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  #21  
Old 04-16-2019, 05:57 AM
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I love my tuxedo urchin. Spike is a nice small fellow & doesn’t cause too much trouble (I tried a beautiful white urchin that grew enormous in a couple of months & he disrupted things so much that I took him back to JL). Sometimes I move him onto a rock that needs cleaning and he’ll do it haha. He’s also been with me since the beginning so around 3 years old now at least. I don’t have big long clumps of HA though, just small patches here & there. He scrapes rock clean, leaving a white trail
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Last edited by Dash; 04-16-2019 at 06:02 AM.
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  #22  
Old 04-16-2019, 07:02 AM
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I have a tuxedo urchin you could have for a reasonable amount. Not much algae left in my tank and he loves putting things on his back, snails, small corals ect. Kind of want to get rid of him.
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  #23  
Old 04-16-2019, 09:16 PM
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Quote:
Originally Posted by Dash View Post
I love my tuxedo urchin. Spike is a nice small fellow & doesnít cause too much trouble (I tried a beautiful white urchin that grew enormous in a couple of months & he disrupted things so much that I took him back to JL). Sometimes I move him onto a rock that needs cleaning and heíll do it haha. Heís also been with me since the beginning so around 3 years old now at least. I donít have big long clumps of HA though, just small patches here & there. He scrapes rock clean, leaving a white trail

I'm impressed with your ability to keep things alive for so long. I would hope it would eat the hair algae. I have a yellow tang that ignores it so I don't want more things that won't touch it.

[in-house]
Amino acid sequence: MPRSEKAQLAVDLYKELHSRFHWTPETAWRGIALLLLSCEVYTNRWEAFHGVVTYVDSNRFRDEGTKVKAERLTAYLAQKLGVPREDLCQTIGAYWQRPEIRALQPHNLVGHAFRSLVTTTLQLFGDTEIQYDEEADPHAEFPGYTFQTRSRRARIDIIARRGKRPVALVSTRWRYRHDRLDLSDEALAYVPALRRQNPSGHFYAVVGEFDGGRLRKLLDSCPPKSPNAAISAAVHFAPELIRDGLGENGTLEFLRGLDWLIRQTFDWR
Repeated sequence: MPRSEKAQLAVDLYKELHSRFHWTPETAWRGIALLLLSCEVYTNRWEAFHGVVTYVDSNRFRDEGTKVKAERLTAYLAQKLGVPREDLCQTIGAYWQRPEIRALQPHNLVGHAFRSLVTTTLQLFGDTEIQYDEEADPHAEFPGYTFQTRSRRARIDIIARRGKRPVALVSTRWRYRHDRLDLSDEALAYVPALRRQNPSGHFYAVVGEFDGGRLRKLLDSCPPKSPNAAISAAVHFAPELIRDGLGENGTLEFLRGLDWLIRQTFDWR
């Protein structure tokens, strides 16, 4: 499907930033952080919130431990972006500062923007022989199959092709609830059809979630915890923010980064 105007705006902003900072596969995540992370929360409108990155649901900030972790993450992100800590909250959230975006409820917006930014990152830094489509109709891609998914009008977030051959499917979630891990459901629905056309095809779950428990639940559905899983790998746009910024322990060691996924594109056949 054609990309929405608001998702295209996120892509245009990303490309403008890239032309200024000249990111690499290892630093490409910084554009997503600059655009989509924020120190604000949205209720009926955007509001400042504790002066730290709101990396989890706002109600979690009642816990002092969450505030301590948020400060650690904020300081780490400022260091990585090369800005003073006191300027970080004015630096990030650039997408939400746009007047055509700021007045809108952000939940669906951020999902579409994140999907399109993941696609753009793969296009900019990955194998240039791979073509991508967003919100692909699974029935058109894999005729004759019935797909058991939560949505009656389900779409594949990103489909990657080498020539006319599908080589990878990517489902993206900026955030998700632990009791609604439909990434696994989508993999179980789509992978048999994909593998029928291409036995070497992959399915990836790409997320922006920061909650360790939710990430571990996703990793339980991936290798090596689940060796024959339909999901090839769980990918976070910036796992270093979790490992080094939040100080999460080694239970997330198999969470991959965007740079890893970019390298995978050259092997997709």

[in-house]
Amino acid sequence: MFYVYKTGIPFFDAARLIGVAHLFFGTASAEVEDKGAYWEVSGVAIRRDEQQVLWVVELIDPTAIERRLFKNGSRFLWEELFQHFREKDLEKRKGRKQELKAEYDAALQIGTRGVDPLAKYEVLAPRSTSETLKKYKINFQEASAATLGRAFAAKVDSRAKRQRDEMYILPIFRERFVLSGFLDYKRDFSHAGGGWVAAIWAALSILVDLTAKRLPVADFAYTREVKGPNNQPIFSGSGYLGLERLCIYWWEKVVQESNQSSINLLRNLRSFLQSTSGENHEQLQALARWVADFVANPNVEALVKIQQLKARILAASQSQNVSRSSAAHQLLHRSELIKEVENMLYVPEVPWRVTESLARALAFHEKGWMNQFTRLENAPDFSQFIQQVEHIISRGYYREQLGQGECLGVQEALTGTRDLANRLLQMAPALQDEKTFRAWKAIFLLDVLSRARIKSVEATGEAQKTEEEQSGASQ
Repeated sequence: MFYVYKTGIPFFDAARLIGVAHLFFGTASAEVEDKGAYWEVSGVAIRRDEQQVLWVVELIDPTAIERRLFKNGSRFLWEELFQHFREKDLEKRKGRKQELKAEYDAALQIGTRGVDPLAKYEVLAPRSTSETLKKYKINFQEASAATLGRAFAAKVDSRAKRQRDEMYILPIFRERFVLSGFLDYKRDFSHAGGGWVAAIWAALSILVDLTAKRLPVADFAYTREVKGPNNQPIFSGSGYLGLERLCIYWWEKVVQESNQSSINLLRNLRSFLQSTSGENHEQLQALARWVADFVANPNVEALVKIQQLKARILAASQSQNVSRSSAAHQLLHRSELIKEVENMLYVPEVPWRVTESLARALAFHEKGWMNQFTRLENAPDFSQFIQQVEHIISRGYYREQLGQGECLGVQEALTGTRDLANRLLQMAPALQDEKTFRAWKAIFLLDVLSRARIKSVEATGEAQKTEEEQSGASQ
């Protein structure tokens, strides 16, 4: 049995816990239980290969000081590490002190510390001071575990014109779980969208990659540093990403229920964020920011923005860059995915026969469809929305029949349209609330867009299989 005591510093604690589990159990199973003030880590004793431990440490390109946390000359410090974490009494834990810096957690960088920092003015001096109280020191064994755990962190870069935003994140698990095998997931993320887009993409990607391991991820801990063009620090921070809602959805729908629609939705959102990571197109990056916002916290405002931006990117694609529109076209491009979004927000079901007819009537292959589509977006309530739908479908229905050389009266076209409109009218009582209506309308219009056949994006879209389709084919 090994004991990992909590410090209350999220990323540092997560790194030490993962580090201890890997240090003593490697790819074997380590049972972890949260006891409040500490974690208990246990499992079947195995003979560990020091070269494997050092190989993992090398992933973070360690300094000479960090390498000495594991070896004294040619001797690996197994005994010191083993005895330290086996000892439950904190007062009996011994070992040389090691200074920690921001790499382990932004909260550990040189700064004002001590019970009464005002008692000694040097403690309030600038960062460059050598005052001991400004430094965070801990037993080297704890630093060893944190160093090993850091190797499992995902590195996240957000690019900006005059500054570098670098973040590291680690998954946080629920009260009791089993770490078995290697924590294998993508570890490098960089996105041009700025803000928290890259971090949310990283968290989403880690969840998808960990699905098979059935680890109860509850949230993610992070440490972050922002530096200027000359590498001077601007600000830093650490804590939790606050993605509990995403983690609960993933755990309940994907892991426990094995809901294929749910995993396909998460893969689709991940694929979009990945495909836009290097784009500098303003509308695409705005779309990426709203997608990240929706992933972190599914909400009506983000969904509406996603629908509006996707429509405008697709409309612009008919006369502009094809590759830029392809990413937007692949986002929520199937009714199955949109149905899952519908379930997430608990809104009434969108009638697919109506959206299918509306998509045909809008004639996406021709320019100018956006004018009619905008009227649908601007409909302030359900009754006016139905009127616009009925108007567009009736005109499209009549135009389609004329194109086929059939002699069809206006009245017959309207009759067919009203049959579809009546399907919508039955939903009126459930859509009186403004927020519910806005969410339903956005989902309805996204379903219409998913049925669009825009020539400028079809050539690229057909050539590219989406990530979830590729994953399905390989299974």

Quote:
Originally Posted by Frogger View Post
I have a tuxedo urchin you could have for a reasonable amount. Not much algae left in my tank and he loves putting things on his back, snails, small corals ect. Kind of want to get rid of him.

I will probably take you up on that. I need to get my nitrates down a bit first. They are at 15-20ppm and from a quick google about them it seems they can be sensitive to nitrates.
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  #24  
Old 04-25-2019, 05:54 AM
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strawberry snails your tank is smallish you might only need one of these beasts just put it on the rock you want cleaned ,after mine mine cleaned my tank it lived in my sump for a couple years. But there like a bull in a china store lol
Great value for $7.50

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Last edited by Razor Ramon; 04-25-2019 at 05:57 AM. Reason: Tap talk cuts off scripts!
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  #25  
Old 04-25-2019, 11:50 AM
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I've been involved with freshwater ponding for a while and some people there are also having problems with dinoflagellates.
The common theme between fw and sw seems to be aquatic environments where people are trying to micromanage water quality, which usually ends up in an unhealthy and unsustainable aquatic environment.

Our reef keeping hobby is subject to micromanaging by it's nature, so that makes it pretty susceptible to dinoflagellates..

In freshwater ponds, some people are using a copper ionizer which kills off populations of algae. Dinoflagellates increase in population as a result because the main nutrient nitrogen remains.

Local oxidation will temporarily kill off dinos because they are organic, but the long term solution seems to be increasing the diversity of various algae.
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Last edited by MitchM; 04-25-2019 at 11:55 AM.
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  #26  
Old 04-26-2019, 12:37 AM
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Quote:
Originally Posted by MitchM View Post
I've been involved with freshwater ponding for a while and some people there are also having problems with dinoflagellates.
The common theme between fw and sw seems to be aquatic environments where people are trying to micromanage water quality, which usually ends up in an unhealthy and unsustainable aquatic environment.

Our reef keeping hobby is subject to micromanaging by it's nature, so that makes it pretty susceptible to dinoflagellates..